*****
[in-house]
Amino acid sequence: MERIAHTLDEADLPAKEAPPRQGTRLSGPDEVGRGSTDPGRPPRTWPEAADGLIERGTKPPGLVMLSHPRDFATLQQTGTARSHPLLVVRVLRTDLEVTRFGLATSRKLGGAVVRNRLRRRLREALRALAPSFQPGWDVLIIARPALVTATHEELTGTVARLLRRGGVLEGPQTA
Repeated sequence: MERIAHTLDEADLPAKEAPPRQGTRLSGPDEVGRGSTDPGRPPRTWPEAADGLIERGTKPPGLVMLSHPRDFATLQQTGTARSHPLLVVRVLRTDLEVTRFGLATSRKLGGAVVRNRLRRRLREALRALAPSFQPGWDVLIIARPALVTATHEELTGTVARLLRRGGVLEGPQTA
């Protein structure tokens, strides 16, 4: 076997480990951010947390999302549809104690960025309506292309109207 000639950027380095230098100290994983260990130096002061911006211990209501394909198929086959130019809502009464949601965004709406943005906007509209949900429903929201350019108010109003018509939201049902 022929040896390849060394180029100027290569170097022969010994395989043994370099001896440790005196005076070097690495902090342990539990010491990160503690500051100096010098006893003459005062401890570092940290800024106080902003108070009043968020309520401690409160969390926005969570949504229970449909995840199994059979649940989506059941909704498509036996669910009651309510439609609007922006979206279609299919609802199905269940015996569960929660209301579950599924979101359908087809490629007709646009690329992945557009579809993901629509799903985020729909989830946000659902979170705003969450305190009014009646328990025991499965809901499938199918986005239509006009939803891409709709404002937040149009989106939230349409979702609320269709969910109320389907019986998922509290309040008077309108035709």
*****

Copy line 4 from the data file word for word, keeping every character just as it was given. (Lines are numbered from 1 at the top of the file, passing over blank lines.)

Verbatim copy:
């Protein structure tokens, strides 16, 4: 076997480990951010947390999302549809104690960025309506292309109207 000639950027380095230098100290994983260990130096002061911006211990209501394909198929086959130019809502009464949601965004709406943005906007509209949900429903929201350019108010109003018509939201049902 022929040896390849060394180029100027290569170097022969010994395989043994370099001896440790005196005076070097690495902090342990539990010491990160503690500051100096010098006893003459005062401890570092940290800024106080902003108070009043968020309520401690409160969390926005969570949504229970449909995840199994059979649940989506059941909704498509036996669910009651309510439609609007922006979206279609299919609802199905269940015996569960929660209301579950599924979101359908087809490629007709646009690329992945557009579809993901629509799903985020729909989830946000659902979170705003969450305190009014009646328990025991499965809901499938199918986005239509006009939803891409709709404002937040149009989106939230349409979702609320269709969910109320389907019986998922509290309040008077309108035709």